to be communicated to all the receivers.  The third case is a new
   receiver joining a session already in progress which needs to know
   the sender's key.

   New sender: A new sender SHOULD send a packet containing the Full EKT
   Field as soon as possible, always before or coincident with sending
   its initial SRTP packet.  It is RECOMMENDED that a packet containing
   the Full EKT Field be transmitted 3 times (to accomodate packet
   loss).  The sender can determine a receiver has received the new EKT
   key by receipt of RTCP receiver report or explicit ACK for a sequence
   number with the new key, and this MAY be used to cease re-
   transmitting the Full EKT Field if all receivers have received the
   EKT key.

   Rekey: When an SRTP source using EKT over SRTCP performs a rekeying
   operation, there is a race between the actual rekeying signaled via
   SRTCP and the SRTP packets secured by the new keying material.  If
   the SRTP packets are received first, they will fail authentication;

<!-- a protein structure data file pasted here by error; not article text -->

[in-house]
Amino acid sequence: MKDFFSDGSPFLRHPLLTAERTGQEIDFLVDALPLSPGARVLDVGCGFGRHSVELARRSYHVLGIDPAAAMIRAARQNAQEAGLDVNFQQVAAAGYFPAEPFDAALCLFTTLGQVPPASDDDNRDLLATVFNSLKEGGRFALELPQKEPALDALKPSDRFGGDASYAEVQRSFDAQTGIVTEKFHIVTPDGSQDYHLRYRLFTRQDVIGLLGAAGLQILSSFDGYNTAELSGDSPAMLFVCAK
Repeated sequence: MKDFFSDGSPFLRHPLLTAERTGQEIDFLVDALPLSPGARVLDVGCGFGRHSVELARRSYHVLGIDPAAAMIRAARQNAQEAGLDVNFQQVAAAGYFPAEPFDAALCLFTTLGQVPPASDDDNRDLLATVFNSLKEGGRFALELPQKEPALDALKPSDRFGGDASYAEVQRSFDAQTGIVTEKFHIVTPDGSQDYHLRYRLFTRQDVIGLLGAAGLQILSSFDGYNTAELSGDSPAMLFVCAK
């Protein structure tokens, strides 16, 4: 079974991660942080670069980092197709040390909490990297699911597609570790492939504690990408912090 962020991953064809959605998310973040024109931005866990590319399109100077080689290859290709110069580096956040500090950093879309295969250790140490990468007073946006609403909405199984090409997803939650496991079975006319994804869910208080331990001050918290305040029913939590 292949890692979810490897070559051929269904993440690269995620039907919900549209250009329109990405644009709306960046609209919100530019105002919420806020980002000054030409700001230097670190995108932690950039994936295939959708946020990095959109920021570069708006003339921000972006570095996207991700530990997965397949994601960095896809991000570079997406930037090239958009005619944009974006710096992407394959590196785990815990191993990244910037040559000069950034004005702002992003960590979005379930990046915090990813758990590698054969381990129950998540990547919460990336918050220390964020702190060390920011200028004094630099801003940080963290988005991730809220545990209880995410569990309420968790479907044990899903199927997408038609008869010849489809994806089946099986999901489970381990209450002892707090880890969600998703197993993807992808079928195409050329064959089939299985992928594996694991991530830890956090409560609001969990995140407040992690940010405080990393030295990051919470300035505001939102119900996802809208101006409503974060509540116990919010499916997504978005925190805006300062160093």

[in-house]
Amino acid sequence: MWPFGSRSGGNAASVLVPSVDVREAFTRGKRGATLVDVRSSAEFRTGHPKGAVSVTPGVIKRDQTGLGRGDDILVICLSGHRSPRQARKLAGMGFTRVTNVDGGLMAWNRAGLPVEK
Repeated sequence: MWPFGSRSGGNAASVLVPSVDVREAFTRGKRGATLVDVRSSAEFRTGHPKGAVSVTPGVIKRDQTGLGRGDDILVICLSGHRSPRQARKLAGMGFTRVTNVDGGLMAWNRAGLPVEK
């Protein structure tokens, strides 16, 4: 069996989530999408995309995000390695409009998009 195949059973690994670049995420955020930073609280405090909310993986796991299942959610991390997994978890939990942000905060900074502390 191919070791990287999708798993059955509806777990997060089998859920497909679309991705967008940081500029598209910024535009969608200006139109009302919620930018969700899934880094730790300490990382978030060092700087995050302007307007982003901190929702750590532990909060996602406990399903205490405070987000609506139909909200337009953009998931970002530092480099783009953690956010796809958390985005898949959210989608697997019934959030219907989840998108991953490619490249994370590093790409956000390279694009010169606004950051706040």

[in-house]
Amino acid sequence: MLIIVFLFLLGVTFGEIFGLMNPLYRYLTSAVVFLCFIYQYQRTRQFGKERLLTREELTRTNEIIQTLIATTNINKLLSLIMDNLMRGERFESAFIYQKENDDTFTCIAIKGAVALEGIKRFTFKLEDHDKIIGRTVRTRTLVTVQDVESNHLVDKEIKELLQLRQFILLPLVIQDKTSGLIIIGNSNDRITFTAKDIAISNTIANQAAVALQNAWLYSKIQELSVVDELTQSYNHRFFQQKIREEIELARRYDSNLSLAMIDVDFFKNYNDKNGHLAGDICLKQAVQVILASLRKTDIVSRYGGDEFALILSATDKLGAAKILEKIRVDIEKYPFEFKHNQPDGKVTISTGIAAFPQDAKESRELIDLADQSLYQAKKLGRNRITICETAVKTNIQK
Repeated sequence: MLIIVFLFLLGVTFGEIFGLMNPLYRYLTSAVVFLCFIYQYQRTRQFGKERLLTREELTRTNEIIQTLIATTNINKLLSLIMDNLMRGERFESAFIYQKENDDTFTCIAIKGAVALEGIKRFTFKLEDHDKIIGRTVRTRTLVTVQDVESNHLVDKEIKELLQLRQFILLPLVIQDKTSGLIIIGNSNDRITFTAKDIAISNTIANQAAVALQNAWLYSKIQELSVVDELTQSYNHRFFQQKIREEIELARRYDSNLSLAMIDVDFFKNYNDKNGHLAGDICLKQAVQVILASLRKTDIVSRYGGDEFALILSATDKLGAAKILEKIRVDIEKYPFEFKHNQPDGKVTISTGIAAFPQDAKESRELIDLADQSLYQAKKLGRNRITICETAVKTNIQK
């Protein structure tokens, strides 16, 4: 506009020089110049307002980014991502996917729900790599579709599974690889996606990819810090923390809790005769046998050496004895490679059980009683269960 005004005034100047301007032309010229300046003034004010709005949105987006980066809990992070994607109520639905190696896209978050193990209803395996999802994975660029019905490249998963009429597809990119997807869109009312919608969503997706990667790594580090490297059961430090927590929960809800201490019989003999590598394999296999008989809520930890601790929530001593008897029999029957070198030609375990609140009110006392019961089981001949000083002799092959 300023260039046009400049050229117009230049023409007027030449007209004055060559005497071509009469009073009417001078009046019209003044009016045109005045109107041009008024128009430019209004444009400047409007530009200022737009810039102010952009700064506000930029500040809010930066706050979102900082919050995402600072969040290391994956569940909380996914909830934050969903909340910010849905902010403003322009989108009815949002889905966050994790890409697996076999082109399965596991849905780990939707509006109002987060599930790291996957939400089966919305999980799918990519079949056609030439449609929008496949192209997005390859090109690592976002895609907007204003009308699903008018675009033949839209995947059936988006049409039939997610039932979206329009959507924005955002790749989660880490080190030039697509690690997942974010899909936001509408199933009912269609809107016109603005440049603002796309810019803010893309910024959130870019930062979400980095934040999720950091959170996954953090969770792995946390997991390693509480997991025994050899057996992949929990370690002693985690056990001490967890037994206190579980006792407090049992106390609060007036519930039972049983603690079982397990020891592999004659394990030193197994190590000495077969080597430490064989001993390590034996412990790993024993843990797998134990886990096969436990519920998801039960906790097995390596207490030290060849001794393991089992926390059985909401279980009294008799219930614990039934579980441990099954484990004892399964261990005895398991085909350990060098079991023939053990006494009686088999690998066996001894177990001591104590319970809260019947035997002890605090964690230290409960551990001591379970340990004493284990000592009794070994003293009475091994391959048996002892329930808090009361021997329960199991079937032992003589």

alternatively, if authentication is not being used, they will decrypt
   to unintelligible random-looking plaintext.  (Note, however, that
   [RFC3711] says that SRTP "SHOULD NOT be used without message
   authentication".)  In order to address this problem, the rekeying
   event can be sent before packets using the new SRTP master key are
   sent (by use of the ISN field).  As with the new sender case, above,
   the sender can determine a receiver has received the new EKT key by
   receipt of an RTCP receiver report or explicit ACK for a sequence
   number with the new key, and this MAY be used to cease re-
   transmitting the Full EKT Field if all receivers have received the